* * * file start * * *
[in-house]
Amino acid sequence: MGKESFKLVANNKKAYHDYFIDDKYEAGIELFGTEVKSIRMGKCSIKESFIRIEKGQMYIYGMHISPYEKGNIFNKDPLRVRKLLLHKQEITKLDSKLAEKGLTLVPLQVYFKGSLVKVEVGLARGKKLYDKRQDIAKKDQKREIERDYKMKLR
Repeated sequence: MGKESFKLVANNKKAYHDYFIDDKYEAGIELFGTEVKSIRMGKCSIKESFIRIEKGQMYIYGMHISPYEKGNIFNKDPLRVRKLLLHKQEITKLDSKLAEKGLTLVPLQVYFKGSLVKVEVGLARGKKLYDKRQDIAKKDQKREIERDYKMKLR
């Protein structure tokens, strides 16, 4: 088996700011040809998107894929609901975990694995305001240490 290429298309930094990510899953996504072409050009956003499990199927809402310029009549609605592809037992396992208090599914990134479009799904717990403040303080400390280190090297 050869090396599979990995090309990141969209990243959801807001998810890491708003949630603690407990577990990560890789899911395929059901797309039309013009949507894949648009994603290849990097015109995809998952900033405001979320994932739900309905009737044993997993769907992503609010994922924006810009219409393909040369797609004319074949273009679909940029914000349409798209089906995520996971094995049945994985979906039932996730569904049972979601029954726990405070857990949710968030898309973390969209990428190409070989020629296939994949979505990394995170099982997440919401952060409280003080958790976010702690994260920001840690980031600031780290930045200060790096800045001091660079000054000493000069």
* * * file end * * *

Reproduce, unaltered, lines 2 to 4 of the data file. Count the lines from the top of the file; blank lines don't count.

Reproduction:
Amino acid sequence: MGKESFKLVANNKKAYHDYFIDDKYEAGIELFGTEVKSIRMGKCSIKESFIRIEKGQMYIYGMHISPYEKGNIFNKDPLRVRKLLLHKQEITKLDSKLAEKGLTLVPLQVYFKGSLVKVEVGLARGKKLYDKRQDIAKKDQKREIERDYKMKLR
Repeated sequence: MGKESFKLVANNKKAYHDYFIDDKYEAGIELFGTEVKSIRMGKCSIKESFIRIEKGQMYIYGMHISPYEKGNIFNKDPLRVRKLLLHKQEITKLDSKLAEKGLTLVPLQVYFKGSLVKVEVGLARGKKLYDKRQDIAKKDQKREIERDYKMKLR
């Protein structure tokens, strides 16, 4: 088996700011040809998107894929609901975990694995305001240490 290429298309930094990510899953996504072409050009956003499990199927809402310029009549609605592809037992396992208090599914990134479009799904717990403040303080400390280190090297 050869090396599979990995090309990141969209990243959801807001998810890491708003949630603690407990577990990560890789899911395929059901797309039309013009949507894949648009994603290849990097015109995809998952900033405001979320994932739900309905009737044993997993769907992503609010994922924006810009219409393909040369797609004319074949273009679909940029914000349409798209089906995520996971094995049945994985979906039932996730569904049972979601029954726990405070857990949710968030898309973390969209990428190409070989020629296939994949979505990394995170099982997440919401952060409280003080958790976010702690994260920001840690980031600031780290930045200060790096800045001091660079000054000493000069």